Hyperpigmentation is a medical term for irregular dark areas on the skin. There are many common causes such as e age or sunspots, melasma, post inflammatory hyperpigmentation, ageing or simple tanning; and not so common ones such as lichen planus pigmentosus, pigment demarcation lines etc. People with darker skin tones are more prone to this skin condition than people with lighter skin tones.
A pigment called melanin influences the colour of our skin, and when paired with a variety of other circumstances, it may cause various people’s skin tones to range from light white to dark brown. Melanin is a powerful light absorber, capable of dissipating almost 99.9% of absorbed UV rays. The darker your skin, the more melanin your body generates.
Sun exposure is often recognised as the leading cause of hyperpigmentation when the melanin production process is increased.
Common Causes of Hyperpigmentation
Post-inflammatory hyperpigmentation:: It occurs as a result of any skin trauma or acne. These patches may be pink initially then turn brown, or black. Hyperpigmentation from acne normally fades on its own, but if the spots are deep, they may become permanent, which is why you should get it examined by a hyperpigmentation specialist near you.
Age spots: This occurs when the skin is exposed to damaging UVA and UVB rays, causing more melanin to be created in order to protect the skin. This causes skin discolouration.
Melasma: This happens due to the hormonal changes and more commonly seen in women with dark skin tones and is thought to be triggered by UV exposure.
Drugs and medication: Certain types of drugs or medication can also cause discolouration of the skin due to reactions or side effects.
This procedure is done by a professional dermatologist which includes professional equipment and practice.
Triple combination cream
Oral tranexamic acid
These are some remedies that have proved to be effective but do not hold any scientific proof.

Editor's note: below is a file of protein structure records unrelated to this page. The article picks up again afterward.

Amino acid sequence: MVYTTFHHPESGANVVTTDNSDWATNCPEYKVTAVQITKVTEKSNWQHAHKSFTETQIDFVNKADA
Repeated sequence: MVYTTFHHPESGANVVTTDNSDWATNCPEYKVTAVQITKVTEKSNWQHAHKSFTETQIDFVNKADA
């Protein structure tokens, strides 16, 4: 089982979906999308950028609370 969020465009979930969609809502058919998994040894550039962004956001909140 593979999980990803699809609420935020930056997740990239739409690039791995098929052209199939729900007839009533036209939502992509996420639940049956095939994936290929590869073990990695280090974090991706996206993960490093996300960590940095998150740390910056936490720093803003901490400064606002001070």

Risks of Hyperpigmentation:
Fortunately, most hyperpigmentation does not pose any serious hazards, and though the spots usually fade with the appropriate therapy, if the spots are extremely deep, they may remain forever.
Here’s how you can protect your skin:
Sunscreen and sun protection is essential in order to avoid UV damage and unwanted skin tone changes. Direct sun exposure should be avoided between the hours of 10 a.m. and 2 p.m. Protective apparel, such as wide-brimmed hats or SPF clothes, can also assist to avoid skin damage and alter your natural skin tone.
Regular sunscreen is the key to minimise pigmentary changes, uneven skin tone with the added benefit of prevention of ageing signs!
The sunscreen should protect against UVA, UVB, visible and blue light; and ideally should be applied at least 3 times during the day, both indoors and outdoors and all year round.
In a nutshell,
Freckles, post-inflammatory hyperpigmentation, sunspots, and melasma are all common examples of hyperpigmentation. You may lower your risk of hyperpigmentation and avoid worsening by limiting your time in the sun and wearing a recommended SPF 30, broad-spectrum mineral sunscreen every day and reapplying every two hours.
Do not be concerned if you already have hyperpigmentation. There are several products and therapies available to address your issues. Consult a CCT accredited dermatologist to establish the best treatment strategy for you.
Dr Rajani Nalluri is a Consultant Dermatologist at Varna Pigmentation in Manchester. She specializes in pigmentation and treating various skin
diseases. She also offers cosmetic procedures, surgery, and medical therapy.
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